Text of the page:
So I do not think it is from my brother Freeman to say that we are trying to litigate irrelevant questions.
Then the argument is made it is a mere stay and I hope I have answered that.
Justice William H. Rehnquist: Mr. Loss it is not even a stay in the sense that Justice Cardozo referred to it in on the Landis Case where there one part was staying in action, in other words, this is simply Judge Will saying in the control of my own docket, I will not call this case for trial be here for six months.
So, it really does not even rise to level of a stay.
Mr. Louis Loss: Well, actually, the Seventh Circuit said in substance it is an abatement because whatever it is I do not think it is important to put labels on it Your Honor whatever it is.
The net effect I must say again, with all respect is to deprive us of our day in the Federal Court except ultimately on the question of res judicata and that simply is not exercised against exclusive jurisdiction to decide questions under the Exchange Act.
Justice William H. Rehnquist: But then you must go further than at least the holdings of the Colorado Case and that how in the England case where you are talking about dismissals and you have got to say that you are talking about calendar control of individual Federal District.
Mr. Louis Loss: Whether there is a stay or a dismissal, I respectfully suggest is a matter of substance and not of terminology.
Justice Potter Stewart: In the Colorado case the District Court's dismissal was approved by this Court.
Mr. Louis Loss: If something has to be called a dismissal then obviously we are finished.
I suggest that cannot be at all.
Justice Byron R. White: We are not depriving ultimately in the Federal Court but once you prevail on the State Court on your Federal defense.
Mr. Louis Loss: Well if we prevail on any our defenses in the State Court, we have won and we do not need any further litigation.
Unknown Speaker: Well, I suppose if you have a 10b-5 claim, you might want to press it.
Mr. Louis Loss: Well, first of all, 10b-5 was pleaded as a defense on the State side.
Unknown Speaker: That means I suppose that there was a violation of 10b-5.
Mr. Louis Loss: We allege it in this sense --
Unknown Speaker: Assuming you prevailed on that in the State Court?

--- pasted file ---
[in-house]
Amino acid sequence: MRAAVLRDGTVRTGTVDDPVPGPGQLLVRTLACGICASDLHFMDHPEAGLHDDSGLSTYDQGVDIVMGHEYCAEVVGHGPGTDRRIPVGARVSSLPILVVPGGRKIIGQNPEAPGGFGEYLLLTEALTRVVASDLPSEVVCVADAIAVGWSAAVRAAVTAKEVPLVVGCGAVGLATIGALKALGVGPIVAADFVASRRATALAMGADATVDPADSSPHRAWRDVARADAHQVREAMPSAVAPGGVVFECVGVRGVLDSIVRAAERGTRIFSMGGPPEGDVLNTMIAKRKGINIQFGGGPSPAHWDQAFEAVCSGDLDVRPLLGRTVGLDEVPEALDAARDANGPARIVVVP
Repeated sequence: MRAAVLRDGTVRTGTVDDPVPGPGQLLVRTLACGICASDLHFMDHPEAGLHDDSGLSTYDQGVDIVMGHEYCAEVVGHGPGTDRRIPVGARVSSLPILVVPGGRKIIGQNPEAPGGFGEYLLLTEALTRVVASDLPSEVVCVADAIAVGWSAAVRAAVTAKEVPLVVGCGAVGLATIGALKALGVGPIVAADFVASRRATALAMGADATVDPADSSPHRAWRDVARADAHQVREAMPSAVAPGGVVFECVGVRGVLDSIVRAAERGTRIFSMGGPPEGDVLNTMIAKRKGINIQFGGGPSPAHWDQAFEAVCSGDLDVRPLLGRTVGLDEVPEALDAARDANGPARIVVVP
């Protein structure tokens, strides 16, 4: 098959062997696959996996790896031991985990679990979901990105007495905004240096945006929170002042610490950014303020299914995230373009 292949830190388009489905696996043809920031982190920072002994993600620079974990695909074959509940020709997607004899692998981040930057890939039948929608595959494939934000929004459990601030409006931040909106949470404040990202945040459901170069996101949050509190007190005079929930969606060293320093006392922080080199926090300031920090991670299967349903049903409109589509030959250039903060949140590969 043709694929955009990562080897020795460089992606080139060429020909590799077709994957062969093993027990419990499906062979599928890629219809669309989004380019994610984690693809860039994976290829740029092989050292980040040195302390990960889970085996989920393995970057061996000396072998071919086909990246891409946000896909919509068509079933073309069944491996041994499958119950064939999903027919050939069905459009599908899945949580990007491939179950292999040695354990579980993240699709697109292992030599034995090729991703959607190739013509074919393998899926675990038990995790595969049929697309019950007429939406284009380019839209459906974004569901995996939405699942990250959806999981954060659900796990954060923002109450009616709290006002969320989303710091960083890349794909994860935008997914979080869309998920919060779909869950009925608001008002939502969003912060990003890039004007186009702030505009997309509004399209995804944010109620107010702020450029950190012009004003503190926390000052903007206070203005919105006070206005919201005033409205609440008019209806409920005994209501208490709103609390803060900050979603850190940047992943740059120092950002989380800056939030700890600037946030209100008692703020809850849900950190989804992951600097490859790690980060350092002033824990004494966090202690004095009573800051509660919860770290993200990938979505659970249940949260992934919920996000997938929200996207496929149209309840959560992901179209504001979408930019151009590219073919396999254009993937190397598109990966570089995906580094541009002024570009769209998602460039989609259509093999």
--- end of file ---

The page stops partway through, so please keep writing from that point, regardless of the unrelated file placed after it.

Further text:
Mr. Louis Loss: Yes, your Honor but then.
Unknown Speaker: Well, if you were damaged by the 10b-5 violation, I suppose you could then press it in the only Court you could press it in.
Mr. Louis Loss: If we prevail on any of our defenses in the State Court.
Unknown Speaker: I am talking about Just about the 10b-5 claim here.
Mr. Louis Loss: Certainly if we prevail on that defense work.
Unknown Speaker: Then you could come right back to the Federal Court and move on.
Mr. Louis Loss: We would not even have to Your Honor because we would have got everything we wanted.
They are suing us for right damages, they are suing us for declaratory judgment of the contracts enforceable and if we have a 10b-5 defense, they will lose their case and we are finished.
Unknown Speaker: I know, but it did you some damages.
Mr. Louis Loss: Oh Well at the moment, I am exceeding arguendo but the --
Unknown Speaker: That is a kind a claim , but 10b-5 is --.
Mr. Louis Loss: A 10b-5 claim Your Honor can be also a basis for affirmative rescission.
Unknown Speaker: I understand that, but nevertheless you could come back to the Federal Court with your 10b-5 claim if you --
Mr. Louis Loss: If we had any damages.
Unknown Speaker: Yes.
Mr. Louis Loss: If we have any there, very minimal in terms of how much money we spent.
Unknown Speaker: So you are to be precluded from return to the Federal Court, if you prevail on your federal claims and if you do not, I am not sure you have much to complain about either.
Mr. Louis Loss: Well, I would respectfully suggest that we do if we lose in the State Court and that is considered res judicata we have lost our right to a Federal forum.
Justice Thurgood Marshall: Except you bring it in.
Mr. Louis Loss: That was going to be my clincher Your Honor.
If this Court leaves this case to the State Court, then this Court inevitably in cases like this is going to be the first Federal Court on the scene and this Court is going to be under considerable pressure to grant more writs for Certiorari that it is today.
Justice Thurgood Marshall: We are bound with all of the --